Martina Morawietz


AEOLIX helps keep watchful eyes on goods

In logistics, you earn top honors by predicting arrival times accurately. That's because you can't afford to keep trucks, trains and ships waiting. Now, an EU-wide project has shown how to interconnect information systems effectively. 

Woman looking at airport arrival times display.

AEOLIX helps keep better track of shipments and transport assets.

A platform known as "AEOLIX” has evolved. AEOLIX helps participants in logistics processes keep better track of their shipments and transport assets. The secret of its success lies in real-time data, which significantly enhance transparency in supply chains. Transport and logistics companies from throughout Europe have been working on this project for three years now, and their efforts have produced tangible results. By the way, I like to think that anything that benefits logistics chains will be sure to benefit me as well …

AEOLIX enhances scheduling in supply chains

When I'm traveling, my ETA is what I focus on. My estimated time of arrival, that is. Suppose my plane doesn't arrive on time. That can lead to a whole chain of concerns. To begin with, my girlfriend is going to meet me at the airport. What if she doesn't learn about the delay early enough? And will we get caught in rush-hour traffic? Will we still be able to get to our concert on time? 

This scenario concerns just me and my little world. A similar scenario in the world of port operations can quickly become much more complex and consequential, however. Consider a shipment in a ship container carried by a ship coming from overseas. Suppose the ship is late getting into the port. A crane in the port terminal is supposed to load the container onto a truck. Then, a forklift is supposed to transfer the container onto a railway car, for the long trip to a factory site. At the train's destination, another forklift stands ready to transfer the load to a waiting truck that will take it on the last mile of its journey, to an interim-storage site ... A whole chain of sequential processes is involved. Each has a precise, tight time window. And all processes have an ETA. Some have their ETA on paper, and some have it in the forwarding agent's IT system. Some ETAs are expressed in German and some are expressed in English.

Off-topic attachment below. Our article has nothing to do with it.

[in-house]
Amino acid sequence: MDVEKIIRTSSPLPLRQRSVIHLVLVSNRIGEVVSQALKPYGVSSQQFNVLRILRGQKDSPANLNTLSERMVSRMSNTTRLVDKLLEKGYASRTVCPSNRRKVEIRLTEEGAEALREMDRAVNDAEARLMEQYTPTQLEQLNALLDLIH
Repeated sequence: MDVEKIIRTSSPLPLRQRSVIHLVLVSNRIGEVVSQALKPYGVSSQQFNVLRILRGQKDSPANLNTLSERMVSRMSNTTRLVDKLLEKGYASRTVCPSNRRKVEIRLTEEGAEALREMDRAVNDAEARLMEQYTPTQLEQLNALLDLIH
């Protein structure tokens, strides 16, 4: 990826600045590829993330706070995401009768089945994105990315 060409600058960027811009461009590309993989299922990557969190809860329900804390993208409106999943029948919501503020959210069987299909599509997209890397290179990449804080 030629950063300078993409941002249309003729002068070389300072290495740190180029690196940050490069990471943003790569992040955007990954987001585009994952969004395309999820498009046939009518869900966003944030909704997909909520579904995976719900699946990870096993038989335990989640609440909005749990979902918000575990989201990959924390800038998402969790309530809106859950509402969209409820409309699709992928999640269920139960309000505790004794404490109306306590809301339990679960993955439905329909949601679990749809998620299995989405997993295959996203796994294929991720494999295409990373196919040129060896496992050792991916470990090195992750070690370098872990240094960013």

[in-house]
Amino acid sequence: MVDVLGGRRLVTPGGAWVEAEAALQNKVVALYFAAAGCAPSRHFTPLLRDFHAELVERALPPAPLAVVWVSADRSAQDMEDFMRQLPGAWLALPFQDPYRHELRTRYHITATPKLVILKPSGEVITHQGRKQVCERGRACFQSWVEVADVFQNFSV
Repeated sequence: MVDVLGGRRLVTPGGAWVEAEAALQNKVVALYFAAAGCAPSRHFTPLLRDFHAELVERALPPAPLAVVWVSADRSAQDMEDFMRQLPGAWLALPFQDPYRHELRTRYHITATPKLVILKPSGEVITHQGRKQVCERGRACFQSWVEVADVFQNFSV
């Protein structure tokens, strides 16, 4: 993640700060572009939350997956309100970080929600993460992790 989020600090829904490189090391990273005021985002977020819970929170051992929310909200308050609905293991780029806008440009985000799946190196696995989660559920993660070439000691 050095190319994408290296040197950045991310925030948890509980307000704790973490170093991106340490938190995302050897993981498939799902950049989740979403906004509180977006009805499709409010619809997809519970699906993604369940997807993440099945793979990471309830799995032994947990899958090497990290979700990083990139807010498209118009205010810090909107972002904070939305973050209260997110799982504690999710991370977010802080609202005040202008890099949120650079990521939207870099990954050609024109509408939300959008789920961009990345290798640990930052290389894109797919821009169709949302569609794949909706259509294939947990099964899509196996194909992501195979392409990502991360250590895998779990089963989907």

From wishful thinking to reality

In my private travel planning, ETA precision is nice to have. In the world of logistics, it's much more than that, and it's an enormous challenge. Wouldn't it be great if all relevant information about shipments could be available at all times during their transports, in real time? Trucks would no longer have to keep checking at loading ramps, to no avail. All kinds of traffic jams – and even accidents – and emissions would be eliminated! This is where AEOLIX comes in. To have such real-time information, you have to have interconnected information systems.

Connection saves fuel

AEOLIX, an EU project, is a platform that facilitates data exchange, in logistics, between different IT systems. It supports digital connections for real-time information. It can function both within organizations and in cross-organizational scenarios. For logistics specialists, the real-time data it provides are an effective tool for monitoring shipments. It also enhances route planning. It supports dispatchers in selecting alternative transport options and in reducing waiting time for their trucks. "With the measures we have taken, we have achieved the goals for this EU project. Use of AEOLIX can cut CO2 emissions and fuel consumption by 30 percent in transport chains throughout Europe," enthuses Ralf Willenbrock, AEOLIX project manager at T-Systems. "In addition to successfully piloting a highly complex project, we have demonstrated the usefulness of such a pan-European platform," he adds. 

But the proof of the pudding is in the eating

The aim for the EU-wide AEOLIX project was to make European freight traffic more efficient, through use of state-of-the-art digitalization technologies. Common standards needed to be defined, in order to combine a great many stand-alone solutions into one overall solution. 

An "ecosystem" for achieving this goal was introduced and tested over a three-year period. T-Systems' involvement in the project was focused especially on value chains in connection with the Port of Hamburg (sea freight) and with Frankfurt Airport (air freight). The analysis and joint solutions developed in the effort were aimed at safeguarding and enhancing the two locations' competitiveness. This included identifying different options for transports within the Hamburg-Frankfurt corridor. Go by rail? Or stick to roads? The best solution can vary, depending on the traffic situation and the availability of parking. Another goal, which was just as important, was to improve scheduling for deliveries to the airport and the seaport. 

AEOLIX operated until the end of the third quarter of 2019. The experts who reviewed it officially in Brussels offered special compliments for the system. And what's next on the agenda? "We didn't develop AEOLIX to be an ivory-tower system. We're focused on real-world operations. Now we want to encourage even more companies to join this kind of common platform and enjoy its advantages," Willenbrock adds. A follow-on project is already waiting in the wings. T-Systems will also be involved in that project, known as FENIX.

By the way, I would love to have such a platform for my own travel needs. When my train is late, I want my cell phone to be able to guide me for the rest of my trip – to be able to tell me how to get from A to B conveniently, by bus or even rental bike. Surely, my cell phone will soon be able to do that.

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